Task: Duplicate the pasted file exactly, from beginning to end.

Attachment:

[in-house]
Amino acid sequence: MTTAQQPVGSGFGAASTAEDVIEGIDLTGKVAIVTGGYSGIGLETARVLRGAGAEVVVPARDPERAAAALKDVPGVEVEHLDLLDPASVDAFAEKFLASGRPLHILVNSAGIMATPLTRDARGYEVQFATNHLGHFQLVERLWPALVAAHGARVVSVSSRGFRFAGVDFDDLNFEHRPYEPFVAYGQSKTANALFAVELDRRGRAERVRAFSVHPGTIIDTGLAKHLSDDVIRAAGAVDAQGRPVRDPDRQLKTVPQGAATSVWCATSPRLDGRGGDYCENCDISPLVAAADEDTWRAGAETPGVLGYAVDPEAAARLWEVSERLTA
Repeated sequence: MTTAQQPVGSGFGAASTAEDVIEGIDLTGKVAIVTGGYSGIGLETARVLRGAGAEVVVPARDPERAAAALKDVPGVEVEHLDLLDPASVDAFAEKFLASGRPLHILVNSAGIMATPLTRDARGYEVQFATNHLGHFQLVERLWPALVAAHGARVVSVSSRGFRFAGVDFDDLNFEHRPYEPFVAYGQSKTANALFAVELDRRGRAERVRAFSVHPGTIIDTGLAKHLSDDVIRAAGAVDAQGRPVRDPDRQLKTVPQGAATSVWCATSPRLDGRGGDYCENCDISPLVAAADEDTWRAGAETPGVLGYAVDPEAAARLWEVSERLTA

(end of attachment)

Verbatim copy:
[in-house]
Amino acid sequence: MTTAQQPVGSGFGAASTAEDVIEGIDLTGKVAIVTGGYSGIGLETARVLRGAGAEVVVPARDPERAAAALKDVPGVEVEHLDLLDPASVDAFAEKFLASGRPLHILVNSAGIMATPLTRDARGYEVQFATNHLGHFQLVERLWPALVAAHGARVVSVSSRGFRFAGVDFDDLNFEHRPYEPFVAYGQSKTANALFAVELDRRGRAERVRAFSVHPGTIIDTGLAKHLSDDVIRAAGAVDAQGRPVRDPDRQLKTVPQGAATSVWCATSPRLDGRGGDYCENCDISPLVAAADEDTWRAGAETPGVLGYAVDPEAAARLWEVSERLTA
Repeated sequence: MTTAQQPVGSGFGAASTAEDVIEGIDLTGKVAIVTGGYSGIGLETARVLRGAGAEVVVPARDPERAAAALKDVPGVEVEHLDLLDPASVDAFAEKFLASGRPLHILVNSAGIMATPLTRDARGYEVQFATNHLGHFQLVERLWPALVAAHGARVVSVSSRGFRFAGVDFDDLNFEHRPYEPFVAYGQSKTANALFAVELDRRGRAERVRAFSVHPGTIIDTGLAKHLSDDVIRAAGAVDAQGRPVRDPDRQLKTVPQGAATSVWCATSPRLDGRGGDYCENCDISPLVAAADEDTWRAGAETPGVLGYAVDPEAAARLWEVSERLTA